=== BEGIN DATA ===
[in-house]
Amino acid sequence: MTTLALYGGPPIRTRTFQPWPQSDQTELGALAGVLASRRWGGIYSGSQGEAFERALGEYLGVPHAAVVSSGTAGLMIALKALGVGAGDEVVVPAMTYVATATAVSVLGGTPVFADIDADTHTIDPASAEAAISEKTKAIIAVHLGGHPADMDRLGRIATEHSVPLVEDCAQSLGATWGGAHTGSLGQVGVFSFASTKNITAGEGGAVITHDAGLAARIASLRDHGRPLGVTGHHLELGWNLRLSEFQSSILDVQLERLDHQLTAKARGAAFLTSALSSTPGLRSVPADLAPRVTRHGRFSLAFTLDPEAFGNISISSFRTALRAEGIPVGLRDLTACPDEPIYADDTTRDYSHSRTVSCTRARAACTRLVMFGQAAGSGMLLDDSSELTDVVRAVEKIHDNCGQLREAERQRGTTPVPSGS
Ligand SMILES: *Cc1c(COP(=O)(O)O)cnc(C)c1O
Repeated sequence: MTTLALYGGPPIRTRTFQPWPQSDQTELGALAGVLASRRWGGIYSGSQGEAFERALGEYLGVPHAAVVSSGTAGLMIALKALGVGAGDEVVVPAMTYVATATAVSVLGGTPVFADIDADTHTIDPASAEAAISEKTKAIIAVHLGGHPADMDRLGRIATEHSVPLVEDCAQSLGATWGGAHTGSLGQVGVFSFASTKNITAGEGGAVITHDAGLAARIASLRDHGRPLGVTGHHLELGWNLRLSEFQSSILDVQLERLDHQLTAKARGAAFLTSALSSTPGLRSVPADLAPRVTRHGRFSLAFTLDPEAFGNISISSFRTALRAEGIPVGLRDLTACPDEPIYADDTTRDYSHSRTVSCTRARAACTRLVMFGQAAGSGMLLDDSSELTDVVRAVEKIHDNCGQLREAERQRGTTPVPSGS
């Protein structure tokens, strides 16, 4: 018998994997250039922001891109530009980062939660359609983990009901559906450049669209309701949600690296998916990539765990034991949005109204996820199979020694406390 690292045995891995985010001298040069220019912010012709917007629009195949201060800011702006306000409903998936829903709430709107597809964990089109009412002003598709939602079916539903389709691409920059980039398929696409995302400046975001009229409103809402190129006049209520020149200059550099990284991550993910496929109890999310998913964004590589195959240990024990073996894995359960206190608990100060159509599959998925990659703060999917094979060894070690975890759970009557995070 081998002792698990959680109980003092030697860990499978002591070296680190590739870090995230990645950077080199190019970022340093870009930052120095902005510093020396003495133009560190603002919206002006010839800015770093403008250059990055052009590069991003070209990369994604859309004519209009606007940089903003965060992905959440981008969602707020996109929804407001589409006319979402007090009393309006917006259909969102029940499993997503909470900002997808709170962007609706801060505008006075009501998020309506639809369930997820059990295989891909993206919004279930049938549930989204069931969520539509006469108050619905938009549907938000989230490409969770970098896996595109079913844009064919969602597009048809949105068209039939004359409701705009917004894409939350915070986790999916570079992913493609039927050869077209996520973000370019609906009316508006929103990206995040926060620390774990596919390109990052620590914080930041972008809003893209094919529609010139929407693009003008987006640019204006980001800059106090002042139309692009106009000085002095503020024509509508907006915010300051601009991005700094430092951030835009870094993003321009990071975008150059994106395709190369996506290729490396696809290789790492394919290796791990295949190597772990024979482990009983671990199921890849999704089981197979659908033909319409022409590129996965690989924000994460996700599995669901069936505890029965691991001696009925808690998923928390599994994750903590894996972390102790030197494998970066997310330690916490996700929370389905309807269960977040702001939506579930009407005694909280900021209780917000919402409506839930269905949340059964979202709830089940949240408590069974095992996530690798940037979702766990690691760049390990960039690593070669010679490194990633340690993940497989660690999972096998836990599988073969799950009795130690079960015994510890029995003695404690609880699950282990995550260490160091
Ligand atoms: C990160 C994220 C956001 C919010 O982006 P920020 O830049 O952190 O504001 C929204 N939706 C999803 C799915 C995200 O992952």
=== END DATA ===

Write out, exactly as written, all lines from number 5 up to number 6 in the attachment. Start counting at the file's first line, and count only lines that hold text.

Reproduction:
């Protein structure tokens, strides 16, 4: 018998994997250039922001891109530009980062939660359609983990009901559906450049669209309701949600690296998916990539765990034991949005109204996820199979020694406390 690292045995891995985010001298040069220019912010012709917007629009195949201060800011702006306000409903998936829903709430709107597809964990089109009412002003598709939602079916539903389709691409920059980039398929696409995302400046975001009229409103809402190129006049209520020149200059550099990284991550993910496929109890999310998913964004590589195959240990024990073996894995359960206190608990100060159509599959998925990659703060999917094979060894070690975890759970009557995070 081998002792698990959680109980003092030697860990499978002591070296680190590739870090995230990645950077080199190019970022340093870009930052120095902005510093020396003495133009560190603002919206002006010839800015770093403008250059990055052009590069991003070209990369994604859309004519209009606007940089903003965060992905959440981008969602707020996109929804407001589409006319979402007090009393309006917006259909969102029940499993997503909470900002997808709170962007609706801060505008006075009501998020309506639809369930997820059990295989891909993206919004279930049938549930989204069931969520539509006469108050619905938009549907938000989230490409969770970098896996595109079913844009064919969602597009048809949105068209039939004359409701705009917004894409939350915070986790999916570079992913493609039927050869077209996520973000370019609906009316508006929103990206995040926060620390774990596919390109990052620590914080930041972008809003893209094919529609010139929407693009003008987006640019204006980001800059106090002042139309692009106009000085002095503020024509509508907006915010300051601009991005700094430092951030835009870094993003321009990071975008150059994106395709190369996506290729490396696809290789790492394919290796791990295949190597772990024979482990009983671990199921890849999704089981197979659908033909319409022409590129996965690989924000994460996700599995669901069936505890029965691991001696009925808690998923928390599994994750903590894996972390102790030197494998970066997310330690916490996700929370389905309807269960977040702001939506579930009407005694909280900021209780917000919402409506839930269905949340059964979202709830089940949240408590069974095992996530690798940037979702766990690691760049390990960039690593070669010679490194990633340690993940497989660690999972096998836990599988073969799950009795130690079960015994510890029995003695404690609880699950282990995550260490160091
Ligand atoms: C990160 C994220 C956001 C919010 O982006 P920020 O830049 O952190 O504001 C929204 N939706 C999803 C799915 C995200 O992952």